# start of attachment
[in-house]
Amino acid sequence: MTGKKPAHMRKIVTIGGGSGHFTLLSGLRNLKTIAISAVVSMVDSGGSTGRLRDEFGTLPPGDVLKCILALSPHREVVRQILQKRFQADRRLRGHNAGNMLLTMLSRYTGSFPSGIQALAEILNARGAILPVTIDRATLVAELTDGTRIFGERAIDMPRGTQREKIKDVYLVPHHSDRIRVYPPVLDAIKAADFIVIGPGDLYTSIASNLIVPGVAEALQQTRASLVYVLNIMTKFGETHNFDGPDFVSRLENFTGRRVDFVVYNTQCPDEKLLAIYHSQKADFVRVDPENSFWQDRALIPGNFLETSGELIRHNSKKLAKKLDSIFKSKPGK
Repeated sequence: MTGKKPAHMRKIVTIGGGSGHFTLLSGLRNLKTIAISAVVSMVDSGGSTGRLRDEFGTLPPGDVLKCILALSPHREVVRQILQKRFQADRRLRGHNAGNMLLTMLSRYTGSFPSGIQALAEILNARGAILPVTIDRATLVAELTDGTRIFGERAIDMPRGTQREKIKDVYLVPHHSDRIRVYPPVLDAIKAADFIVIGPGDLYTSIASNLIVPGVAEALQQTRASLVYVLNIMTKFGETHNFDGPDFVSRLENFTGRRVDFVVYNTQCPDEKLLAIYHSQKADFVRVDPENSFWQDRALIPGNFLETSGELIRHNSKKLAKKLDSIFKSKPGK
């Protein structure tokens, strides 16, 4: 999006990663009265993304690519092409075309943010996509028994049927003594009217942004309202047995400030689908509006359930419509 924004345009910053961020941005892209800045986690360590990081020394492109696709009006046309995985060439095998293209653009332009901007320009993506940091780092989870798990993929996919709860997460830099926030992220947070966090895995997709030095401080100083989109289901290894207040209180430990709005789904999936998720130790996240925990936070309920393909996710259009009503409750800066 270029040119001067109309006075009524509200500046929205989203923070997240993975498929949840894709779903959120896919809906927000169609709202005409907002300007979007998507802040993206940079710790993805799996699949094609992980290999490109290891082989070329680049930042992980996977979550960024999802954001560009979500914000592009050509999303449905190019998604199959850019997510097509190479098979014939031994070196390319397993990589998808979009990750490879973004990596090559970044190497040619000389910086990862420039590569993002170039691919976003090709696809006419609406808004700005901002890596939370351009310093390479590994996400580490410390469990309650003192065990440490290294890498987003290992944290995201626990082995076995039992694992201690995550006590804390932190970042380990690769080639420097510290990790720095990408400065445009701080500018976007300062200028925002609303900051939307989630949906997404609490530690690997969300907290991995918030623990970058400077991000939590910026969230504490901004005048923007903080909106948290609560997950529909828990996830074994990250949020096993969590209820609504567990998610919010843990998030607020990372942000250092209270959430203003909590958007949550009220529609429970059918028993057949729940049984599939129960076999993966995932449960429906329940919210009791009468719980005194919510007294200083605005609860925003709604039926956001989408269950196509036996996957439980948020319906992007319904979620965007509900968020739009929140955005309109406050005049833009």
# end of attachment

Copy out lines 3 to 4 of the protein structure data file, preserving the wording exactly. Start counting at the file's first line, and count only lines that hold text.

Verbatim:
Repeated sequence: MTGKKPAHMRKIVTIGGGSGHFTLLSGLRNLKTIAISAVVSMVDSGGSTGRLRDEFGTLPPGDVLKCILALSPHREVVRQILQKRFQADRRLRGHNAGNMLLTMLSRYTGSFPSGIQALAEILNARGAILPVTIDRATLVAELTDGTRIFGERAIDMPRGTQREKIKDVYLVPHHSDRIRVYPPVLDAIKAADFIVIGPGDLYTSIASNLIVPGVAEALQQTRASLVYVLNIMTKFGETHNFDGPDFVSRLENFTGRRVDFVVYNTQCPDEKLLAIYHSQKADFVRVDPENSFWQDRALIPGNFLETSGELIRHNSKKLAKKLDSIFKSKPGK
């Protein structure tokens, strides 16, 4: 999006990663009265993304690519092409075309943010996509028994049927003594009217942004309202047995400030689908509006359930419509 924004345009910053961020941005892209800045986690360590990081020394492109696709009006046309995985060439095998293209653009332009901007320009993506940091780092989870798990993929996919709860997460830099926030992220947070966090895995997709030095401080100083989109289901290894207040209180430990709005789904999936998720130790996240925990936070309920393909996710259009009503409750800066 270029040119001067109309006075009524509200500046929205989203923070997240993975498929949840894709779903959120896919809906927000169609709202005409907002300007979007998507802040993206940079710790993805799996699949094609992980290999490109290891082989070329680049930042992980996977979550960024999802954001560009979500914000592009050509999303449905190019998604199959850019997510097509190479098979014939031994070196390319397993990589998808979009990750490879973004990596090559970044190497040619000389910086990862420039590569993002170039691919976003090709696809006419609406808004700005901002890596939370351009310093390479590994996400580490410390469990309650003192065990440490290294890498987003290992944290995201626990082995076995039992694992201690995550006590804390932190970042380990690769080639420097510290990790720095990408400065445009701080500018976007300062200028925002609303900051939307989630949906997404609490530690690997969300907290991995918030623990970058400077991000939590910026969230504490901004005048923007903080909106948290609560997950529909828990996830074994990250949020096993969590209820609504567990998610919010843990998030607020990372942000250092209270959430203003909590958007949550009220529609429970059918028993057949729940049984599939129960076999993966995932449960429906329940919210009791009468719980005194919510007294200083605005609860925003709604039926956001989408269950196509036996996957439980948020319906992007319904979620965007509900968020739009929140955005309109406050005049833009």